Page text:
Chip Caray: Braves' All-Star haul, issues with exhibition's importance
FOXSportsSouth.com checks in with play-by-play announcer Chip Caray to discuss the latest surrounding the Braves.
Let's start with the obvious one: Craig Kimbrel. He's the best closer in the game, a guy who has proven to be a perennial All-Star year after year, and other than a little hiccup earlier in the season he's been his usual dominant self. I think he's just going to continue to get better and better and pitch in these games more and more.
As for Freddie Freeman, the fact that he made the All-Star team as a first baseman, considering how crowded that field is in the National League this year, is a wonderful testament to the year he had last year and what he has done for the Braves this season.
He's a star in the making -- if he isn't there already.
You look at the guys playing first base in the NL -- Adrian Gonzalez, Paul Goldschmidt, Matt Adams, Anthony Rizzo, Joey Votto -- there are very, very talented guys playing that position, and for Freeman to be picked as one of those is a good thing. For Braves fans it's sort of a foregone conclusion that he'll be picked, but I'm glad he's getting that sort of recognition elsewhere.
Then Jeff Samardzija's misfortune becomes Julio Teheran's gain. I think it's everybody's understanding that Samardzija made the team in the National League and if he hadn't been traded to Oakland by the Cubs he would have bumped Teheran off the All-Star roster. But Teheran, at 23, is going to be an All-Star for the first time and I think it's going to be the first of many for him, too. But you always remember your first opportunity to stand out on a big stage like that.
Hopefully Justin Upton gets his due in the NL Final Vote, too. It's a crowded field and there are plenty of notable candidates -- Rizzo, Anthony Dendon, Casey McGehee and Justin Morneau -- and hopefully Braves Country will turn out and take the vote like they did last year for Freeman.
Fans equate performance with dollars sometimes and that's really not fair. I think what makes the most sense from an organization standpoint: When guys start making All-Star teams, they become more and more popular and they become more and more expensive. So the fact that the Braves already have Teheran and Freeman and Kimbrel guarantees them cost certainty for some very good talent. The players, on the other hand, have some security and they can just go out and play.
I can't speak for the players or the organization and certainly not for their bank accounts, but for the most part it's a win-win situation -- and most of all for the fans. They invest so much emotionally and financially in these guys. Fans want to know who's going to be wearing that Braves name on the front of their shirts for a long period of time. Kudos to general manager Frank Wren and the organization for taking care of that.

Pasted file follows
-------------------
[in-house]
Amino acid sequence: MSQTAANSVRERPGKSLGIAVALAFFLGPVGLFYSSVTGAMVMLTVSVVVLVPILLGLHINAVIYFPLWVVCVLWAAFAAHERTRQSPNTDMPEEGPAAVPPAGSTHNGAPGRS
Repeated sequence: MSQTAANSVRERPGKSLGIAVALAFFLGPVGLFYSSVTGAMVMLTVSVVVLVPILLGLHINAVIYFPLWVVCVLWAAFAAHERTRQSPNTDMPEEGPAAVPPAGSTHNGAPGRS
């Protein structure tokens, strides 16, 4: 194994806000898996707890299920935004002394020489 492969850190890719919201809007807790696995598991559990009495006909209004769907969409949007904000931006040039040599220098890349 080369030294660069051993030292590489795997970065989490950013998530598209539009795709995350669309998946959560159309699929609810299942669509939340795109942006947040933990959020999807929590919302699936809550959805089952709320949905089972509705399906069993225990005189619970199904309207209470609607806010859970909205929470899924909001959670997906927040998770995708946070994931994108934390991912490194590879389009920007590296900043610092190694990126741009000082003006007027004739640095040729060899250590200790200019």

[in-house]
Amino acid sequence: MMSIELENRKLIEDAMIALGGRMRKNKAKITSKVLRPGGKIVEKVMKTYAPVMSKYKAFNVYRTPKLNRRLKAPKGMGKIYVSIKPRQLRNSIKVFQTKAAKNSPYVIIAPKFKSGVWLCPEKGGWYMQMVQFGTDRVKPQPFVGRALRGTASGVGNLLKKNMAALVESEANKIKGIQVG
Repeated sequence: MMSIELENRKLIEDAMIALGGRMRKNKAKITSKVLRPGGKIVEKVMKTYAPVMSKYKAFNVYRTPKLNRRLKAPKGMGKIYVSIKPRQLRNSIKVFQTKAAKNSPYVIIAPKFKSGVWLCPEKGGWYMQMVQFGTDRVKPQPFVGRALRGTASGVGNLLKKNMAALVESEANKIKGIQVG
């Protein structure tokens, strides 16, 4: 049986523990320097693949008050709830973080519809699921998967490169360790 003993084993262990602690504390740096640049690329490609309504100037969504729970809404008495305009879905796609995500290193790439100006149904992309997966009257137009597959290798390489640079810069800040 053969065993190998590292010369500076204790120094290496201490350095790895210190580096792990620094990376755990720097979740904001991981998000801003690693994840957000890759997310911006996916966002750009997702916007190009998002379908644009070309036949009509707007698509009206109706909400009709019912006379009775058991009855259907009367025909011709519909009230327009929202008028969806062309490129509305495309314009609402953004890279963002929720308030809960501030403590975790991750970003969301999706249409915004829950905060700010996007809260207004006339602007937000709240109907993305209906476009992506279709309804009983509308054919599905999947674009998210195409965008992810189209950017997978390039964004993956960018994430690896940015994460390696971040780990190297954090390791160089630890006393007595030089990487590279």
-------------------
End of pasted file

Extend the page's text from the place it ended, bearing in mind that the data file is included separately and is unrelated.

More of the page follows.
There's a pretty good chance that that All-Star trio, along with Andrelton Simmons and Jason Heyward and Evan Gattis, for the years to come could be like the Oakland A's, who slipped six guys to the All-Star Game this season.
That is not out of the realm of possibility for Atlanta.
The All-Star Game has always been an exhibition game. Baseball has focused on making it a television event to try and make the game relevant, and they have created an urgency for the game that, in my opinion, should not exist. And what they've done is they've tied the All-Star Game to Game 7 of the World Series -- whichever league wins the All-Star Game, that league's World Series representative receives home-field advantage.
In doing so, baseball has not addressed the ridiculous notion that every team has to have an All-Star representative. If you have an exhibition game that means so much represented by players who simply have to be there based on team affiliation, and if they don't deserve to be there, then you run into these "snub" situations.
My point being: if the All-Star Game is going to mean hosting Game 7 of the World Series, then you have to take the best 30-35 players.
And if that means a team or an organization doesn't have an All-Star representative, then guess what? That team and that organization needs to acquire and develop better players.
That has to change if the All-Star Game is going to continue to be an exhibition turned into a winner-take-all match affecting postseason play.
Look, let's say the Giants have a bad year and no deserving All-Star. Well, that's a huge TV market. And if there is no player representing San Francisco, then there are likely going to be fewer TVs tuned into the game there. So I understand the economics of it, but I think there's a misguided approach from baseball standpoint. It's all done for planning purposes -- they want to know which city is going to host the game. I get that, but there's a much easier way to do it: The team with the best record receives home-field advantage.